SMOD brought their interesting fusion of West African guitars, vocal harmonies and hip hop/rap outbursts at the Levitt Pavilion on Friday night. Just back up by a synth and a guitar, they knew how to work the small crowd even though most of the audience couldn’t understand a word of what they were singing… yes they were singing in French and Malian, but encouraging the public to dance and participate in English.
The songs of the Malian trio were indeed bouncy and animated, filled with their three-voice harmonies, which suddenly turned into brilliant hip hop delivery, but their rap was not aggressive, it was fluidly blending with their rhythms, so that there was no real change during the song, and it didn’t sound strange at all, but rather the most natural thing that could have happened.
Dressed with bright and colorful African outfits – that they didn’t keep till the end due to a lot of sweaty dancing during their set – their voices were the main instruments of their stretching and politically engaged songs. ‘Les dirigeants Africains’ (African leaders) for example was an acerb critique of African politics and its renowned corruption, which sounded almost too sweet with their harmonies, softly singing, ‘Parler beaucoup/manger l’argent/voyager beaucoup seulement … les dirigeants africains, les dirigeants sont comme ça’ (talking a lot/eating the money/only traveling a lot… African leaders, leaders are like that) followed by them doing the thumbs down.
Most of their songs had this political consciousness, even though a tune called ‘ça chante’ (This sings) and its lullaby theme, if it was not for these outbursts of rap, didn’t make you really think about a protest song. But the strong message denouncing Africa’s malaise, war and injustice was always subjacent behind their gorgeous chants, it was as if the seriousness of the lyrics was balanced by the sweetness of the melodies. Their dance and ‘learn my culture’ invitations worked very well on the crowd that the good emcees wanted to carry in their jumping workout, while speaking in English and using the public playfully. And I have to say that, at the top of all this, they were obviously excellent dancers, jumping their hybrid African-rap moves, throwing their legs very high faster than Michael Jackson could do the moonwalk.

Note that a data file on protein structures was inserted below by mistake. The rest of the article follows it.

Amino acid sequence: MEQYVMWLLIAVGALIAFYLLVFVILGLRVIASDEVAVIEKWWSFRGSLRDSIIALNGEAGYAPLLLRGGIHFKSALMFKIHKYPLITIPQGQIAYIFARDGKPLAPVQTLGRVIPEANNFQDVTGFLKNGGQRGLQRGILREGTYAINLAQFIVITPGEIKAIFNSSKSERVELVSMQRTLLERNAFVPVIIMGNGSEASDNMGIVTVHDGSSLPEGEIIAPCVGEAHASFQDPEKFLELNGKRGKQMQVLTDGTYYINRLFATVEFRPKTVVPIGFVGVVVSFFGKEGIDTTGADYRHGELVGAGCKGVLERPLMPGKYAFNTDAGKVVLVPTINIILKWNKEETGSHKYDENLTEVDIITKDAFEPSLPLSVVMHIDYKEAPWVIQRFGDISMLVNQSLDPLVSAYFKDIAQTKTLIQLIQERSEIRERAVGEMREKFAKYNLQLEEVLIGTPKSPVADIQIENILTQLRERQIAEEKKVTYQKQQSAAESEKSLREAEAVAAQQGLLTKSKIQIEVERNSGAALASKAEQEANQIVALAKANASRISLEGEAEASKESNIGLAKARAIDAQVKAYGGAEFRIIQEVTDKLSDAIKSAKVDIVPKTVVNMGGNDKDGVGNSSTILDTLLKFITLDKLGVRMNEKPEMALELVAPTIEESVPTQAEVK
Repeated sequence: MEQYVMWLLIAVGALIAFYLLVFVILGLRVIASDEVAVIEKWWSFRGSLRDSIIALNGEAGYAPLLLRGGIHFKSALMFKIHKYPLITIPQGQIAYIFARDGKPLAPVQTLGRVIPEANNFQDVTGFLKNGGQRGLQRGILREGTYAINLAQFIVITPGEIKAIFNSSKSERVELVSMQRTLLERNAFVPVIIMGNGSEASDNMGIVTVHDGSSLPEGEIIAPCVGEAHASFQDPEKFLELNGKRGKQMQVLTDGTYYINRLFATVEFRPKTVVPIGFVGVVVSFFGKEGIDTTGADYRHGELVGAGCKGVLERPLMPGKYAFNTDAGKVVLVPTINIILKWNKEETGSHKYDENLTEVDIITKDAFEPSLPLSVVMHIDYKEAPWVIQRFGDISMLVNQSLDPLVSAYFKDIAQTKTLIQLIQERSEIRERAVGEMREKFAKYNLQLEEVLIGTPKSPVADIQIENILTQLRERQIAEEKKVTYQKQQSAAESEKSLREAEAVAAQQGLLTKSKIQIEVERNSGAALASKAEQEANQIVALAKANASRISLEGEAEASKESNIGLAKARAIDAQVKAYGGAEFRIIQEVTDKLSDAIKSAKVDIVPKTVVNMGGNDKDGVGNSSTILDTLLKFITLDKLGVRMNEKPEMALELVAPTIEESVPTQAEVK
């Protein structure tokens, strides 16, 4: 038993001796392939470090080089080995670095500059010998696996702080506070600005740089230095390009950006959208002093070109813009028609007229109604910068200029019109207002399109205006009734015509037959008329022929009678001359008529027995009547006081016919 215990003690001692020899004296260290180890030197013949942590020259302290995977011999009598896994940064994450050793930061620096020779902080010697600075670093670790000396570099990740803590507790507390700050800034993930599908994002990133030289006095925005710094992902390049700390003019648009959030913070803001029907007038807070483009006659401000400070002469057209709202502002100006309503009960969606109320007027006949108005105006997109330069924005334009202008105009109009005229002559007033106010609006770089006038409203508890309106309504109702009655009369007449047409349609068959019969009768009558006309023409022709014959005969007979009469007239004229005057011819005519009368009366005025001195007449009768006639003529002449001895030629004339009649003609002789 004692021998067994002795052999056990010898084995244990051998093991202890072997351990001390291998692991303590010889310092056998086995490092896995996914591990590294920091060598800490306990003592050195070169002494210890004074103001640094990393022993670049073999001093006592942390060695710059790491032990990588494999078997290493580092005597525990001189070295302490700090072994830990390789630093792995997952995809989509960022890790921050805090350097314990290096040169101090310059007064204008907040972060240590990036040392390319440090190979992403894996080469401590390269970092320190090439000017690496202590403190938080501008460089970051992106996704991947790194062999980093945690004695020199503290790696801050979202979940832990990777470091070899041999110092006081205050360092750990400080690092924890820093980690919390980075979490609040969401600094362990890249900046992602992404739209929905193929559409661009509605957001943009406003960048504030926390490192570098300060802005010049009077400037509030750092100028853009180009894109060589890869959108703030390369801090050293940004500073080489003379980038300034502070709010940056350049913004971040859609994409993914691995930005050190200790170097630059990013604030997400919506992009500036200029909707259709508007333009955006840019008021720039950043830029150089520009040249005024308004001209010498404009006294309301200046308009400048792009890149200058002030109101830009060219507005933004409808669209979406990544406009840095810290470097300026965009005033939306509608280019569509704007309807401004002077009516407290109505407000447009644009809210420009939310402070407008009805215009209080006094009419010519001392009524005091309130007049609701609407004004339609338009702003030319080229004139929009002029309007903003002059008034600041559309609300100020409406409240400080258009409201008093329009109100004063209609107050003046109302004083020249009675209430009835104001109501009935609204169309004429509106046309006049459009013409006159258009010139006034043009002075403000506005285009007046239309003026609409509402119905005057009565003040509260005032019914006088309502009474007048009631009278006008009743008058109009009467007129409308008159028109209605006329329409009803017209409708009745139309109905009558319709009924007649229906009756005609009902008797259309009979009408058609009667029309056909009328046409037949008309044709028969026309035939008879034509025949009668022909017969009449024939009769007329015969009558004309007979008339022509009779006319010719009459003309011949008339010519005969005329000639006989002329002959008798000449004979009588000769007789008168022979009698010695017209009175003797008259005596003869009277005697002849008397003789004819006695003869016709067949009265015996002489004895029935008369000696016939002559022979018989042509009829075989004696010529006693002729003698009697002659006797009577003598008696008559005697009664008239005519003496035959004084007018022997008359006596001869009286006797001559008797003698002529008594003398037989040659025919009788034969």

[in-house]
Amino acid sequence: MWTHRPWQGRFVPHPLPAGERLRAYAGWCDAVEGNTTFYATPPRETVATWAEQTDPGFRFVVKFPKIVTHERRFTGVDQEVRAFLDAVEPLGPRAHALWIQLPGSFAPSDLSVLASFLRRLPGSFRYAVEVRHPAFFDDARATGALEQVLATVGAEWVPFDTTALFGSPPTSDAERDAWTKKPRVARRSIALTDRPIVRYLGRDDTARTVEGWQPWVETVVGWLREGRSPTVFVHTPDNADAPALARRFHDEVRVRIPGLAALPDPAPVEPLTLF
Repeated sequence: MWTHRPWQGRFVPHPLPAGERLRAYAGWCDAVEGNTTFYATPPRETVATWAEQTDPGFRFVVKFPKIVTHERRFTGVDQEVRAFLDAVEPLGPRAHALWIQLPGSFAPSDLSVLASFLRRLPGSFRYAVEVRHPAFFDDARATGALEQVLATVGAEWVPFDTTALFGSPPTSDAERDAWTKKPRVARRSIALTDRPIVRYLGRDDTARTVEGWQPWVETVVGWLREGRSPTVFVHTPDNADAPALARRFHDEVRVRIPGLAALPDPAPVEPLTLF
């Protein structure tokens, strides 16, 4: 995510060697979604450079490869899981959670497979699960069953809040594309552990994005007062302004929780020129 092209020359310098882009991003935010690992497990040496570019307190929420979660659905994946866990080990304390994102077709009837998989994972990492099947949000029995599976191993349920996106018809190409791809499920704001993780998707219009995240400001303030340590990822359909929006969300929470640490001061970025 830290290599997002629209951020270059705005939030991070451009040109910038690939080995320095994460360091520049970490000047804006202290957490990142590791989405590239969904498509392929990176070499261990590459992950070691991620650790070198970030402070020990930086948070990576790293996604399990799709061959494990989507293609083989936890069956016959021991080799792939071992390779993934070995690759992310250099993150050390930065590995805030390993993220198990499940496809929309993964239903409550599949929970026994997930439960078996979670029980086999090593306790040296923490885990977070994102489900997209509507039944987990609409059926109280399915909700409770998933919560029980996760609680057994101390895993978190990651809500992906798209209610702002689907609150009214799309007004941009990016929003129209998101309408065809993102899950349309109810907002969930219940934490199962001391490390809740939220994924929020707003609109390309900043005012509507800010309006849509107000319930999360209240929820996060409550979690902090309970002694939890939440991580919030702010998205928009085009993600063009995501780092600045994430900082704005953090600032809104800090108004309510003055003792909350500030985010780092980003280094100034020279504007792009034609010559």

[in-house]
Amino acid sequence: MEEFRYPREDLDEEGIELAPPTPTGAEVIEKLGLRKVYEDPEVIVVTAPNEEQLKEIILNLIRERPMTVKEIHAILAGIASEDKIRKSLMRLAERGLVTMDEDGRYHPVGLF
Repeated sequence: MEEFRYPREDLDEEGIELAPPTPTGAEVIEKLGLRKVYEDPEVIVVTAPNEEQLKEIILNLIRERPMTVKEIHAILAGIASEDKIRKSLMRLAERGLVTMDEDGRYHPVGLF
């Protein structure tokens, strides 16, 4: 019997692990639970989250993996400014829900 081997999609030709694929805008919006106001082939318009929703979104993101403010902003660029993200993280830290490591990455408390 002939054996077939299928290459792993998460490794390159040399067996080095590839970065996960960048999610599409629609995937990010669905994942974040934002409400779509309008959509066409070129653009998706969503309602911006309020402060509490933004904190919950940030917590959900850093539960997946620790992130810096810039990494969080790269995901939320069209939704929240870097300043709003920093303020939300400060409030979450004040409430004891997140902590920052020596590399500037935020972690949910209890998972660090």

Reading about them at home, I realized that guitarist and singer, Sam Bagayoko, is actually the son of the popular Malian duo Amadou & Mariam, and that their third album was produced by another popular world music expert, Manu Chao, … I effectively could notice some familiar and bouncy sound effects during their set. So with such a pedigree, they should be all right, not that they needed Chao’s help, as they are already hugely popular in their country.
They did a few more of their African-rap songs that could have lasted forever with their rhythmic and circular harmonies, and they came back naked torso (except Sam) doing their fantastic and synchronized dances that they effortlessly executed with an elastic dynamism, and it was once again question of war, politics, money and peace during their fluid hip hop parts. Funny to think that, if rap originated from African music, these Malian guys have admitted to have listened to American rappers like Snoop Dogg, Tupac and Notorious BIG, as if we needed another proof of this eternal back and forth exchange between the two worlds.